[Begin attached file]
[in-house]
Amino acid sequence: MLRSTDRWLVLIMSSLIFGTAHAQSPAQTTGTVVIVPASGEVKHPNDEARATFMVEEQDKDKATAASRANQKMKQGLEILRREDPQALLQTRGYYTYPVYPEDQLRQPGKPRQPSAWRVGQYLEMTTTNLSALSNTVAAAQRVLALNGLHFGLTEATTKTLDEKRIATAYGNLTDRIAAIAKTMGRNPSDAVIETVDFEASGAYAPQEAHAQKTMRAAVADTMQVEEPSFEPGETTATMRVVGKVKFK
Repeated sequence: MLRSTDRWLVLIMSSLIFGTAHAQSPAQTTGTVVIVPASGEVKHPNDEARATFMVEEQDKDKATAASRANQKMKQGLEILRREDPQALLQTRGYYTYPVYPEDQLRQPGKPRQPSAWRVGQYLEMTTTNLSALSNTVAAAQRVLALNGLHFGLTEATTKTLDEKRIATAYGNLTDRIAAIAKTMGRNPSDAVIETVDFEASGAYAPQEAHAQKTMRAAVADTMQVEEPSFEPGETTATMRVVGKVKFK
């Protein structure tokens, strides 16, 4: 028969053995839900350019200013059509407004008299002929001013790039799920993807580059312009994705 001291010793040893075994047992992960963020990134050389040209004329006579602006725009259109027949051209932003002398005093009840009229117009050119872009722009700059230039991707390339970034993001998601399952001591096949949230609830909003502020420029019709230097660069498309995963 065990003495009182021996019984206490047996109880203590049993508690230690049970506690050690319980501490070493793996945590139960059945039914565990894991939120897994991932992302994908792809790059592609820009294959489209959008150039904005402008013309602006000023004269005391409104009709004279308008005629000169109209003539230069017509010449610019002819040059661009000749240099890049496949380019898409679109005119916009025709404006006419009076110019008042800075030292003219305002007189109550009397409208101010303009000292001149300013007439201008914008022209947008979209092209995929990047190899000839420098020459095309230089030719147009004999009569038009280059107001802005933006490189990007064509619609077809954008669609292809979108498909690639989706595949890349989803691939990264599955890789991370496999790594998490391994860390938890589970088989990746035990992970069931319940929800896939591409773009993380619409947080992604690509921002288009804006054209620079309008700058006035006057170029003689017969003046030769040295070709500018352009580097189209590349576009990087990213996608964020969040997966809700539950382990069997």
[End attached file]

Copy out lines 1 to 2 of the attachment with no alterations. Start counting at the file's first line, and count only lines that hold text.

[in-house]
Amino acid sequence: MLRSTDRWLVLIMSSLIFGTAHAQSPAQTTGTVVIVPASGEVKHPNDEARATFMVEEQDKDKATAASRANQKMKQGLEILRREDPQALLQTRGYYTYPVYPEDQLRQPGKPRQPSAWRVGQYLEMTTTNLSALSNTVAAAQRVLALNGLHFGLTEATTKTLDEKRIATAYGNLTDRIAAIAKTMGRNPSDAVIETVDFEASGAYAPQEAHAQKTMRAAVADTMQVEEPSFEPGETTATMRVVGKVKFK